The Congregation has spoken: “We also want systematic theology!”

At the church I pastor a returning missionary was giving a brilliant sermon on Acts 17. Mid-talk he paused and asked the congregation to discuss this question: “Is Jesus still a man today?” I was perplexed as to why he would ask such an obvious question…until a number of people gave the wrong answer!

I experienced what I would later call a “theological heart-attack” as a number of people tentatively suggested that Jesus was no longer a man! Even though Acts 17:31 says God has appointed a man to judge the world!

However, when I heard the reasons offered in support of the incorrect answer, I was both heartened and enlightened. In the very short space of time they had to think, my dear brothers and sisters were instinctively defending the complete divinity of Jesus. The idea that humanity can be integrated within the divine Godhead – when you’ve got one frantic minute of thought – seems to compromise the complete divinity of Christ and/or God. These brothers and sisters were boldly upholding what they knew to be an essential biblical doctrine: the complete otherness of the divine trinity, the notion that the divine being is not in any way sullied by human flesh. The Jesus who returned to the Father, is also fully God, and must not therefore mar the Godhead with his lesser humanity. With great gentleness, the visiting preacher tactfully corrected the wrong answers, whilst also affirming the rightness of the theological instincts of those who gave it. He explained that Jesus’ role as mediator necessitates that he perfectly, continually, represent both God and man, and that if he doesn’t, then our salvation would be jeopardised (e.g. see 1 Tim 2:5-6).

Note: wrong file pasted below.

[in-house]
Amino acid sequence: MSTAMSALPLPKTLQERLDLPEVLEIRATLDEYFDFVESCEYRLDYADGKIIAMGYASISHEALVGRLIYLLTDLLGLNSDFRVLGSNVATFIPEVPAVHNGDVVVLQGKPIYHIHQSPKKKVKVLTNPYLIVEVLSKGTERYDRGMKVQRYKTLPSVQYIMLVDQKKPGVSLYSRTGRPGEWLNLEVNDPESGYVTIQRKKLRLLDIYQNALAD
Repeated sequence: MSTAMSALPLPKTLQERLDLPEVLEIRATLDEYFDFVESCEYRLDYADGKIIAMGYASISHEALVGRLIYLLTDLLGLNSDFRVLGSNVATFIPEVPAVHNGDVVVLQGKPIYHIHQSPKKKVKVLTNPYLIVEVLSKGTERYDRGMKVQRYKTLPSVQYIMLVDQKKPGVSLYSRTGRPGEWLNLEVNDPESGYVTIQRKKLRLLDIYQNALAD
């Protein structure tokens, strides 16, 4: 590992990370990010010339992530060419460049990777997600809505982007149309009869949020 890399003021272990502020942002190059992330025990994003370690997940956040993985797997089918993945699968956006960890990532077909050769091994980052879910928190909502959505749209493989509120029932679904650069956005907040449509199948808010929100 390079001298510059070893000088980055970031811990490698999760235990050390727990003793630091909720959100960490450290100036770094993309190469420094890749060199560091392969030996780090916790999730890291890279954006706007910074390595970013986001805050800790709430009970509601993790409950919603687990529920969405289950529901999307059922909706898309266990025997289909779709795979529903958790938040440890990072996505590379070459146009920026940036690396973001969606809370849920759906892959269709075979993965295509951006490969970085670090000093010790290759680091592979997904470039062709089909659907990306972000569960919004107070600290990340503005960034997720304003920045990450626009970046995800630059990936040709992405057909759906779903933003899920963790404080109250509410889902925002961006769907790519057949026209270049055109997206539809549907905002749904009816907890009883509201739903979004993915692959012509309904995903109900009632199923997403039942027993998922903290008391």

The whole episode taught me two things. First, it was a helpful challenge to keep growing in my competence as a bible teacher!

Second, the in-depth discussions over morning tea and supper made it clear that many people were fascinated by the way a vital area of doctrine (the divinity of the ascended Christ) needed to be considered in light of another vital area of doctrine (the mediatorial role of the ascended Christ). And therein lay the important lesson for me: these brothers and sisters, whether realising it or not, were interested in systematic theology.

In some contexts, systematic theology and doctrine come close to being synonymous. However, in the situation at hand, the difference between them is helpful. It’s possible to affirm an important doctrine (e.g. the divinity of Jesus), but still need to systematise it. That is, we still need to work out other doctrines (e.g. the mediatorial role of the ascended Christ) ought to influence, and be influenced by, it. What my doctrinally sound congregation members were telling me (whether they realised it or not) was that their regular diet of expository book-by-book, passage-by-passage preaching needed to be occasionally supplemented not only by doctrine, but also by systematic theology. My encouragement to evangelicals is that we ask our pastors to do the same.